Saturday, January 9, 2010

Positive Discipline Tool Card - Listen

Children will listen to you AFTER they feel listened to.

1) Notice how often you interrupt, explain, defend your position, lecture, or give a command when your child tries to talk to you.
2) Stop and just listen. It is okay to ask questions such as, “Can you give me an example? Is there anything else?”
4) When your child is finished, ask if she is willing to hear you.
5) After sharing, focus on a solution that works for both.

I REALLY need this tool card! I'll bet my son said "Dad, you're not listening" 10 times during the past week. And you know what...he's right.

I tend to make the mistake of telling my children what happened, why it happened, and what they should do about. Half the time I don't even listen long enough to get the whole story. This is very frustrating for my son because he doesn't always want me to solve the problem for him. He just wants to share with me and he is hoping I will have a little empathy for his situation. 

We had a situation this past week when our dog got a little aggressive with one of Gibson's friends. I wasn't home and the dog was startled when his friend walked in and nipped at him and also got Gibson a little bit when he intervened. When I found out about this, I immediately started accusing Gibson and scolding him before I even heard the whole story. Gibson responed "Dad, you never listen! And you don't believe me anyway!"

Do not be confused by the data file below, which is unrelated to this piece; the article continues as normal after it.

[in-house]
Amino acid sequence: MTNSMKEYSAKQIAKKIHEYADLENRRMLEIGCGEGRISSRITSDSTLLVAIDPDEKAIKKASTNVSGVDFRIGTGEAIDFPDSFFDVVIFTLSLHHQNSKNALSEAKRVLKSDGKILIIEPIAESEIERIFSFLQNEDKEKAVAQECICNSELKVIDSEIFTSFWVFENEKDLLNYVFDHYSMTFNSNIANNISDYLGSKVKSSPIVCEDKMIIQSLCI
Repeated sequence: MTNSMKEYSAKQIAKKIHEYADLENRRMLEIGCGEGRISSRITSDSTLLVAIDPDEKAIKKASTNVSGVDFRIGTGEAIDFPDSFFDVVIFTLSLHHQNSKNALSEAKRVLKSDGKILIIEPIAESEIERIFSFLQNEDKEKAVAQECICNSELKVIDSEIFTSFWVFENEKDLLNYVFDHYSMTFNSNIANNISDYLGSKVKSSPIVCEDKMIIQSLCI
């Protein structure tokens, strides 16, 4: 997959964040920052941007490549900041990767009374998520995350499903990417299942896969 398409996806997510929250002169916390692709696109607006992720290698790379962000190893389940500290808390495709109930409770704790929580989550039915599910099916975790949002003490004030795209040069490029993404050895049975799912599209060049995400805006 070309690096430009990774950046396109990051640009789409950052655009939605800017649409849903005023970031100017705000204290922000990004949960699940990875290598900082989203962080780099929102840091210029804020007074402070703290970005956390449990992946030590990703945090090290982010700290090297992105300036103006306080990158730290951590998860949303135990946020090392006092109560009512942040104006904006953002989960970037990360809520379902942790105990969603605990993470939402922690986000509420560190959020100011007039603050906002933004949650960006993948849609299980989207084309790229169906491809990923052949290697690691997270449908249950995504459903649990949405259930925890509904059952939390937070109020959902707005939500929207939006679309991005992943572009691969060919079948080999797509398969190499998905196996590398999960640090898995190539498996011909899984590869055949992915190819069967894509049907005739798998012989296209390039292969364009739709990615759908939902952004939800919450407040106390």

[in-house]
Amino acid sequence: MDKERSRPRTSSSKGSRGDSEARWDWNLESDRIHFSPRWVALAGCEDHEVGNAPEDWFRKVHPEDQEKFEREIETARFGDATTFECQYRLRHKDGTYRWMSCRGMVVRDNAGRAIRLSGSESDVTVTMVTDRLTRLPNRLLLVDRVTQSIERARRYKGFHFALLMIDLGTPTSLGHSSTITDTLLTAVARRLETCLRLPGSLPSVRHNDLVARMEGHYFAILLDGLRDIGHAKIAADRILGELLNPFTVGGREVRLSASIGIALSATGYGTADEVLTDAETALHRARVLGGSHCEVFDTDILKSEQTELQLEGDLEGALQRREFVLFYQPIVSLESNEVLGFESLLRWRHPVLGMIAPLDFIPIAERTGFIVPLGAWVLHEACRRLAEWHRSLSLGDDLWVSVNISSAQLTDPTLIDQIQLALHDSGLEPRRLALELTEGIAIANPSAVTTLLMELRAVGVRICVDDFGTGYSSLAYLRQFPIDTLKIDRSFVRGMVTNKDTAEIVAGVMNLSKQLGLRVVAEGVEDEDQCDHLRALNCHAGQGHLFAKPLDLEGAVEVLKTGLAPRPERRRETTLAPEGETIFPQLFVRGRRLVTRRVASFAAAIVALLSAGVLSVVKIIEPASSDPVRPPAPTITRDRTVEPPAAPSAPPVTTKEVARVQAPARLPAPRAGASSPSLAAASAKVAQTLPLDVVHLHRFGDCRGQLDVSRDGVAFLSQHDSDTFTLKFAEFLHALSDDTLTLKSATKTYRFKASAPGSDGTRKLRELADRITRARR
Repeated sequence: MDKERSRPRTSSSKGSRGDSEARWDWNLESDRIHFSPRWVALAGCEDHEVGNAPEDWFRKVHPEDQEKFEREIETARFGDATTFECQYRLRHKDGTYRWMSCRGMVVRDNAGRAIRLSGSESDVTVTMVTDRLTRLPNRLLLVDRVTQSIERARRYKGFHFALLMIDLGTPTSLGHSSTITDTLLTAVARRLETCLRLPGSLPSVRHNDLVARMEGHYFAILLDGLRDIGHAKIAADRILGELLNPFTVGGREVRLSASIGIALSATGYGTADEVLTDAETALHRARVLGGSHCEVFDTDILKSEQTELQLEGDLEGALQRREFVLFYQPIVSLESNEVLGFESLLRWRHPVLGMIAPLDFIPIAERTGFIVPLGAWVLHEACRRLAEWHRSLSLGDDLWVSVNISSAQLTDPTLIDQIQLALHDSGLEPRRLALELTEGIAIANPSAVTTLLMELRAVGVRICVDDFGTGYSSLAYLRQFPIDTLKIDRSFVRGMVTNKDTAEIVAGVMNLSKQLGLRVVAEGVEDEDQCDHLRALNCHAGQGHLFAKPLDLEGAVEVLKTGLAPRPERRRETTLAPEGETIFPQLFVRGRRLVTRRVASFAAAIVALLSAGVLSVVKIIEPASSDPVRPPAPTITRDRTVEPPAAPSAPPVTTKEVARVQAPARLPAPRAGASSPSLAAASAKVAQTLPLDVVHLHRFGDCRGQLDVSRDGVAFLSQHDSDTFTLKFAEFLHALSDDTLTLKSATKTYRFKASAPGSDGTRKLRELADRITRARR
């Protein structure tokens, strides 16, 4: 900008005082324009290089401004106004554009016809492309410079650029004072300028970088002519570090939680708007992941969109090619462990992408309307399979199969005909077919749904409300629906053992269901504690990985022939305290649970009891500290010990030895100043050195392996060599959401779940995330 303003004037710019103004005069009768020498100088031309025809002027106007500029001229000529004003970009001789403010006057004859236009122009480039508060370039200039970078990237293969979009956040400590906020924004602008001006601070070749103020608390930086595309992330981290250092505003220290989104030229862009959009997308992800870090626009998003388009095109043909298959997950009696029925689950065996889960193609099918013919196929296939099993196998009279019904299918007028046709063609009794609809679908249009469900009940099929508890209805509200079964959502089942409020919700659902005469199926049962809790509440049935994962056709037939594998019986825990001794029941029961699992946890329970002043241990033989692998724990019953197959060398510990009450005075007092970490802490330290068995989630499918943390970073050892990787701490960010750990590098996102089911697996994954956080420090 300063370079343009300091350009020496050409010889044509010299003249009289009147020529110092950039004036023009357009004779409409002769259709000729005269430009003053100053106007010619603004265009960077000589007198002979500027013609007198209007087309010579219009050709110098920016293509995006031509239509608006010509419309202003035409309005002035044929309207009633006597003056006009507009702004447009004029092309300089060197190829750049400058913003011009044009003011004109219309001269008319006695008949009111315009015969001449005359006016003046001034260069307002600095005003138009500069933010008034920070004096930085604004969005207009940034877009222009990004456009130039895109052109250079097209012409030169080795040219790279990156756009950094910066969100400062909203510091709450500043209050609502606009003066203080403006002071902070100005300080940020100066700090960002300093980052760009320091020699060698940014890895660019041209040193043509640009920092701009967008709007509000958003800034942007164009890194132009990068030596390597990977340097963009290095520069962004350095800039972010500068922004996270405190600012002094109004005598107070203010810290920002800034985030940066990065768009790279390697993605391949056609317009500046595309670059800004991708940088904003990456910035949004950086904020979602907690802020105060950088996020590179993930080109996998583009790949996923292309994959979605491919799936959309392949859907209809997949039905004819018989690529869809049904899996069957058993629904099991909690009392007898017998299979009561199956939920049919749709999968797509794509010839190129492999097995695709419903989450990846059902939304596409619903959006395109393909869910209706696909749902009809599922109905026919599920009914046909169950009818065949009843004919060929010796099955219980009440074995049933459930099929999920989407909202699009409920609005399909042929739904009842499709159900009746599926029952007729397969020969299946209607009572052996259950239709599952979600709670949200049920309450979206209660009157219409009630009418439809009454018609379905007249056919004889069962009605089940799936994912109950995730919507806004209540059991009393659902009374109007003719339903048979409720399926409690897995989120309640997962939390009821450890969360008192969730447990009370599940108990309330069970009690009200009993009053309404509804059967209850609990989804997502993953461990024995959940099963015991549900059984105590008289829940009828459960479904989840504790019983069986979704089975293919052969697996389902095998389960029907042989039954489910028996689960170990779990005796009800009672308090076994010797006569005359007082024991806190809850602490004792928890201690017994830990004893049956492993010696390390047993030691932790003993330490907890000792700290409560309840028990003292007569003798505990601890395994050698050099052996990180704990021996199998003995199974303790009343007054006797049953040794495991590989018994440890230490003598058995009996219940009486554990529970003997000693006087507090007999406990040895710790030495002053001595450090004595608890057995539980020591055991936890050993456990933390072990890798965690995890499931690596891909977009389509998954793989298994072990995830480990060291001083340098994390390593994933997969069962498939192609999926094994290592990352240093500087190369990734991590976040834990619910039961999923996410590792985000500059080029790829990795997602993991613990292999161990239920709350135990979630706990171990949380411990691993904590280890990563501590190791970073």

Later I found out that Gibson had gone on the internet and learned all he could about how to train your dog not to bite. He had a plan and wanted to share it with me, but I never gave him the chance.

For this coming week I am going to make an effort to focus on listening to my children. I won't interrupt or try to fix the situation until they ask me for help. I will simply listen, ask questions and show empathy. After they are finished, I will use Step 4 to see if they are willing to listen to my ideas. And then we can focus on a solution together.


The Oakville Pearsons said...

I really need this tool card too! I find that I'm in such a "solve everything" mode all the time, that I'm not giving my kids the opportunity to solve things themselves (or with help) and feel good about doing just that.

I love the idea of focusing on one thing for the week.

Good luck everyone!

Jane Weed-Pomerantz said...

Oooh. this is such a good one. I have realized after my kids have tried to share something and I've blown it by interrupting. I feel horrible later at loosing the opportunity to understand something from their point of view. It is a real regret. I've tried to recover and start conversations up again -you just can't get it back with the same genuineness and freshness. I've also noticed that when I have interrupted , especially with my teens, it has been to foist some gem of wisdom at them and when they weren't receptive, it was a waste of time and hot air. Oh well, live and learn!
Jane In Santa Cruz

The Oakville Pearsons said...

We introduced this card at our family meeting last night and my daughter said "Yeah Mom, it's like today when I was trying to show you something and you said you were busy". When I pointed out that I was right in the middle of doing something when she asked, my husband replied "Hey, wait, are you defending yourself?". Then I tried to explain, digging myself deeper into the "not listening" hole! We all broke out laughing and the mood at the meeting was one of the best yet!